Wichita Open golfer Jeff Gove joked with a pediatric patient recently diagnosed with cystic fibrosis.
"Watch the U.S. Open this week," Gove said. "It's a good nap."
Gove, 40, and fellow golfers Travis Bertoni, Russell Knox and Dawie van der Walt spent an hour away from pre-tournament practice Tuesday afternoon, bringing smiles and ballcaps to children at the ChildLife Center at Via Christi Hospital on St. Francis.
The yearly visit was part of fundraising and goodwill activities held by the Preferred Health Systems Wichita Open, which starts Thursday at Crestview Country Club. Money raised by the tournament benefits local charities, including Children's Miracle Network, a Via Christi Foundation program helping sick and injured kids in Kansas.
This year, the Wichita Open is expected to raise more than $200,000, said tournament director Roy Turner. About $60,000 will benefit Children's Miracle Network, he said.
For Bertoni, 27, and Knox, 25, Tuesday's mission was simple: make kids feel better.
"We can go home and be healthy and be with our family, and they don't have that opportunity," said Bertoni, who's from Paso Robles, Calif.
"If I can at all make them smile and make them feel good for two seconds today, then my goal is achieved," said Knox, who's from Scotland.
Seven-year-old Braden Crego was playing Battleship with his parents and brother Tanner, 4, when the golfers knelt down to give him an oversized black hat.
Michael and Tracy Crego brought their son to the ChildLife Center — which treats children with a variety of medical conditions and diseases — on Sunday for appendicitis.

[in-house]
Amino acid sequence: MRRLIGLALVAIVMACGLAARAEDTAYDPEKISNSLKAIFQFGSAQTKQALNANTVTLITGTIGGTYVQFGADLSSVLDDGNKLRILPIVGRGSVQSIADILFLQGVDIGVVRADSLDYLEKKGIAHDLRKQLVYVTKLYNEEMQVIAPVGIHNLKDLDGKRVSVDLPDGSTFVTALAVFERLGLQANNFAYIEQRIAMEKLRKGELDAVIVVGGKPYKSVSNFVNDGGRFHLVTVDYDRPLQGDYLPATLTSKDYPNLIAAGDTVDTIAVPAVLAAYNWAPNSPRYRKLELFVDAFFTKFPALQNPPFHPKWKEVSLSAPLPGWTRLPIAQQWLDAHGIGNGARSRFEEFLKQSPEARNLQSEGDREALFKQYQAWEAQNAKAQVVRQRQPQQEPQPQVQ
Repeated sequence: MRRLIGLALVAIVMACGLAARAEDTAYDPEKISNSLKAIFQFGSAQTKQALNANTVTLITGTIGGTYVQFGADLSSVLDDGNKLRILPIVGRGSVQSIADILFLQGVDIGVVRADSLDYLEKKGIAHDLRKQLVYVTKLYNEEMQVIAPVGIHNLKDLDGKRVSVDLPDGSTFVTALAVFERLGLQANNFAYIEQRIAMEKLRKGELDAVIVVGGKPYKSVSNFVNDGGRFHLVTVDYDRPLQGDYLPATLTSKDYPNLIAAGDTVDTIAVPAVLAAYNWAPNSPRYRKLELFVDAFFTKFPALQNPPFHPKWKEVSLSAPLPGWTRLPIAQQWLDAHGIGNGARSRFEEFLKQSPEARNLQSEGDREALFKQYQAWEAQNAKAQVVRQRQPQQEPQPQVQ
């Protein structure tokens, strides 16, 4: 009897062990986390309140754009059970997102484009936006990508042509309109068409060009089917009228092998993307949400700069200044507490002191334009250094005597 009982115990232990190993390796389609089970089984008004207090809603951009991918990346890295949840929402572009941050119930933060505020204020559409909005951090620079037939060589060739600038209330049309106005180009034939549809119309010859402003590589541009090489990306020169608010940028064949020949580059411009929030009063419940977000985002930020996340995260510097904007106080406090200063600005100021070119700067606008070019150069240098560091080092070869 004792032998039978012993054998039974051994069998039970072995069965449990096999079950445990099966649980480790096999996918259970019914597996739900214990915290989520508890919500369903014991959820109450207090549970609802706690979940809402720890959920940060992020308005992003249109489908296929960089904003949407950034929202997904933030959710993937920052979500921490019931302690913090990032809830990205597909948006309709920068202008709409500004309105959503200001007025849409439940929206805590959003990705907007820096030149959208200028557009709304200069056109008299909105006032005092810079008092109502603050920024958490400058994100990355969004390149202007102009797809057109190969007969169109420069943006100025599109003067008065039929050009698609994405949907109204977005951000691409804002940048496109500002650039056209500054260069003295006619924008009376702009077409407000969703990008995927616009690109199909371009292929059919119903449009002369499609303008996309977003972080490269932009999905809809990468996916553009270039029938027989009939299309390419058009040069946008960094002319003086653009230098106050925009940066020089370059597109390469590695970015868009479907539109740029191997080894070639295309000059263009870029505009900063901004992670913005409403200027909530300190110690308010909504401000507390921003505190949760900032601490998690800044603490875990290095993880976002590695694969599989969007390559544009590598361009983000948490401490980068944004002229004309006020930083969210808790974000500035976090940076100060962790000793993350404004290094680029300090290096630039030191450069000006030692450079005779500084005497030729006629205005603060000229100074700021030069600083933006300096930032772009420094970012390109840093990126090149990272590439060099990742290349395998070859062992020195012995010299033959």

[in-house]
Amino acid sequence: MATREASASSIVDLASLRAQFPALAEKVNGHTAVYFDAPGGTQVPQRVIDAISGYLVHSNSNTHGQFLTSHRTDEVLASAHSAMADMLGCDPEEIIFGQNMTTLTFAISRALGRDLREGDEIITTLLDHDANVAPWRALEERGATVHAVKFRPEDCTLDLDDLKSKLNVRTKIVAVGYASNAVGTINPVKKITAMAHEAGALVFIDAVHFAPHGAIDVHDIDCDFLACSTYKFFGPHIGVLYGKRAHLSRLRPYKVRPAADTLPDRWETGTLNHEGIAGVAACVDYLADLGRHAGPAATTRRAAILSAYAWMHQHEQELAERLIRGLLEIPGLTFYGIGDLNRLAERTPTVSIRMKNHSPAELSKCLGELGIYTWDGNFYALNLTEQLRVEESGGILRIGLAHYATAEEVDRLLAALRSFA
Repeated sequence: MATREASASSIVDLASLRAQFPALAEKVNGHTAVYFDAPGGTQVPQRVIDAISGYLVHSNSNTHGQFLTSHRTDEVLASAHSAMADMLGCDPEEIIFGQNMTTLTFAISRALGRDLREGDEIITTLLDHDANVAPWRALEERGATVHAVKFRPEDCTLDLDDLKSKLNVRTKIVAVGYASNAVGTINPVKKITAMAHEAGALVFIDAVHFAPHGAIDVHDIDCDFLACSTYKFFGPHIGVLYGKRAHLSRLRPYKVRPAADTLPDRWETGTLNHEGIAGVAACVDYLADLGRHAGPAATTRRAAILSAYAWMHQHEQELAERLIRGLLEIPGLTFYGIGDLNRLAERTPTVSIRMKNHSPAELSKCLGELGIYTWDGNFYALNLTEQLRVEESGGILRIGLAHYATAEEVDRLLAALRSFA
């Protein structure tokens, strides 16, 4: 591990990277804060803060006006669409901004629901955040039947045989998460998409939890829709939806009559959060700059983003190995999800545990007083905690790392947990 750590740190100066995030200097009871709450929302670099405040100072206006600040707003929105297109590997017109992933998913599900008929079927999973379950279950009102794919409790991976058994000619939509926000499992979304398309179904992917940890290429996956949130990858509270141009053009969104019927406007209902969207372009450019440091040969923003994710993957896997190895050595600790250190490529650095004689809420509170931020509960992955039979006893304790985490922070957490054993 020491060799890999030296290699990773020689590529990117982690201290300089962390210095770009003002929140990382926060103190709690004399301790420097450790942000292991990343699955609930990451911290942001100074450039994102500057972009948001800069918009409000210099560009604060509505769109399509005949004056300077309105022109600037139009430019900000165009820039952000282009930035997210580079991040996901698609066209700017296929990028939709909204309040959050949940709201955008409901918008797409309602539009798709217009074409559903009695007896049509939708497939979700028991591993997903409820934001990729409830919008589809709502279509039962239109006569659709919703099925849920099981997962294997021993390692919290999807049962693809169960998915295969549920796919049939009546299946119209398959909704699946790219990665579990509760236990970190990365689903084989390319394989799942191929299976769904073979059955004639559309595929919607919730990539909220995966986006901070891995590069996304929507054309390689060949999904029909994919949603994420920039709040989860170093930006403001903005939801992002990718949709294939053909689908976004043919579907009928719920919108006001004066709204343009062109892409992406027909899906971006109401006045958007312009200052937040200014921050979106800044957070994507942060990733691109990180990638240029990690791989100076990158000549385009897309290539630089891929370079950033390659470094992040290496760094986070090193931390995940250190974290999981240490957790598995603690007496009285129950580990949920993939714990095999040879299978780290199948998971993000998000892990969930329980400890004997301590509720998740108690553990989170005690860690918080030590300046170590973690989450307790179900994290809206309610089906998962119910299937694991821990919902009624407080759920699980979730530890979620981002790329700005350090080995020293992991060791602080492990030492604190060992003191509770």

"It's pretty nice of them (golfers) to take time out of their day," Tracy Crego said.
Even 21-month-old Damian Ortiz-Ramirez received a hat.
Damian grinned from his mother's arms, despite an IV trailing from his foot and recent surgery to correct diverticulitis — inflammation of the intestinal wall.
"It was nice having someone new come in," said the boy's mother, Ofelia Ortiz.
Tom Holzman, who co-chairs the media committee for the Wichita Open, has coordinated the golfers' Via Christi visit for more than a decade. He said when players like South Africa native van der Walt, 28, take interest in a patient's game of Bingo, they relax before tee time.
"They kind of become little kids again for a while," Holzman said. "It takes a little off of their minds, and they can have fun."
The annual visits provide a distraction for the kids, too, said ChildLife specialist Catherine Coakley.
"It makes their life a little more normal, like if they were at home instead of in the hospital," Coakley said.
The Wichita Open starts Thursday and runs through Sunday. More than 150 golfers will vie for the tournament's top prize of $108,000. Tee time is 7 a.m. Thursday at Crestview Country Club in Wichita.